At The Glossary, we believe in women working together and helping one another. Why do you think it is important for women to support each other?
While we've come a long way, we, as women, still have so much further to go. Sadly, strong women aren't always celebrated. We still have double standards in many ways, so it's imperative for women to support each other if we're really going to challenge the status quo.
What creative women do you find inspiring?
All of the women I work with and meet through Lindsay. Olga de la Iglesia's photographs bring colour to my life everyday on Instagram, Yumna Al-Arashi wrote a deeply personal piece for our first issue, and Olivia Dennis has penned so many spectacular pieces for Lindsay since day dot. My mum is also an exceptionally creative and inspiring woman. I'm so lucky to be surrounded by creative women daily; its energising.
What have you learned from creating your own business that you think can apply to any creative endeavor?
This sounds really daggy and clichéd, but you should never set your own limitations. So often we don't contact someone or try something for our fear of rejection. While people may not always say yes, or projects may not always come to fruition, let someone else make that call, not you.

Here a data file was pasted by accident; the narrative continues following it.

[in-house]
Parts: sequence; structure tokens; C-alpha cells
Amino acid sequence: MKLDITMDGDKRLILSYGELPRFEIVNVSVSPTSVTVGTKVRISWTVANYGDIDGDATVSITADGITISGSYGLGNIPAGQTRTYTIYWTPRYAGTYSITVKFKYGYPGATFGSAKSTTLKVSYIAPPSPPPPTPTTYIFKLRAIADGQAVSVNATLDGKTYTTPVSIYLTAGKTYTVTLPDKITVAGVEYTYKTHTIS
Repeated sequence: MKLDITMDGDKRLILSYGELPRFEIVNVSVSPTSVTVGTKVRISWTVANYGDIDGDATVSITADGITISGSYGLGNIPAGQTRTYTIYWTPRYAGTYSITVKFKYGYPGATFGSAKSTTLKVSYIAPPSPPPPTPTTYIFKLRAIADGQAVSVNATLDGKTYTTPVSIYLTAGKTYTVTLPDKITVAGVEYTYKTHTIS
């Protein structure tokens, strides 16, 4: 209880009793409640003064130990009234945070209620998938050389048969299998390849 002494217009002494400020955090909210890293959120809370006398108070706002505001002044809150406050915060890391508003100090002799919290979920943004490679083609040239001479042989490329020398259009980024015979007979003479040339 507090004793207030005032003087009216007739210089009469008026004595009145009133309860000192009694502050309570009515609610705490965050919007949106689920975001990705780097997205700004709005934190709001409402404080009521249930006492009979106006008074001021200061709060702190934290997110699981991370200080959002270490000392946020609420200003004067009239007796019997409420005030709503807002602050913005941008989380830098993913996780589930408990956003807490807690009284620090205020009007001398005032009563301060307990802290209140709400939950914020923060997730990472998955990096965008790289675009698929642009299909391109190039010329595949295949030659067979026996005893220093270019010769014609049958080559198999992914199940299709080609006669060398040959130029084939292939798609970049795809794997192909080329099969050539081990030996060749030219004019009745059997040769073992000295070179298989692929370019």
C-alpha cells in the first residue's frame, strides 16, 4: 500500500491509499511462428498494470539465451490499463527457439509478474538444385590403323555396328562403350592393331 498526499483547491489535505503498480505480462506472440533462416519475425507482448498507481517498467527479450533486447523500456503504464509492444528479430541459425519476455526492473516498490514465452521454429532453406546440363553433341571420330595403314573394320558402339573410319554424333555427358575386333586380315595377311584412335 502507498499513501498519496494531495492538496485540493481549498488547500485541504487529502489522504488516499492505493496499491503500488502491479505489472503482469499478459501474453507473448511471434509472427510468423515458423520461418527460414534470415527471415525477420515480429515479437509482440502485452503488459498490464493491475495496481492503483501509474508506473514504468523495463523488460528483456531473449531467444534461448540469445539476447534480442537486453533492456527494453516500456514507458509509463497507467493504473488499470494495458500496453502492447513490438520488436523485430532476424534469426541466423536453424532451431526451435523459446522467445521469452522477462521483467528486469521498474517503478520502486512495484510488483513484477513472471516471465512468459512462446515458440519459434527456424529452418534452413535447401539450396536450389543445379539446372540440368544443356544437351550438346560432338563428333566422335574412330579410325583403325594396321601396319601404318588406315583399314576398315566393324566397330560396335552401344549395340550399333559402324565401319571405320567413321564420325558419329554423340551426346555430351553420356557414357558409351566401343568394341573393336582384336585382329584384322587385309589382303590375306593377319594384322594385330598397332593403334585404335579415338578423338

Do you have any resources that have been helpful to you that we should know of?
I am a massive nerd. I have giant spreadsheets, am all over Google Docs and Sheets and love Trello. I also have a few books, which have become my self-publishing bibles: So You Want to Publish a Magazine, Independent by Jeremy Leslie and I've just bough Pages. I listen to Monocle’s The Stack whenever I'm walking to a meeting and The Elements of Style is a trusted friend.
How do you manage your time?
I try to answer emails first thing in the morning and then I work through my list. I learnt this method through a business blog, and while it's very simple, I love it: write down six things you need to do in order of priority and work from one to six. If you get down to six, you write your next six, and whatever is leftover from that day has to be the start of the list for the next day. It certainly prevents procrastinating.
How do you deal with moments of self-doubt?
I try to think of all those stories about brilliant writers, film makers, social activists etc who were rejected so many times before their great successes. Rejection is part of the process. When you do things like this you almost need to be comfortable with the feeling of fear or self-doubt, because as long as you keep pushing yourself further than you think you can go, you will always have those feelings.
What are you trying to learn right now?
Resilience. And how to manage international self-distribution.
What are some of your favorite places in Melbourne?
Heide Museum to get out of the city, Allpress cafe for a coffee, Minanoie for lunch, the Fitzroy Gardens for a walk with my dog, and Nova for a film.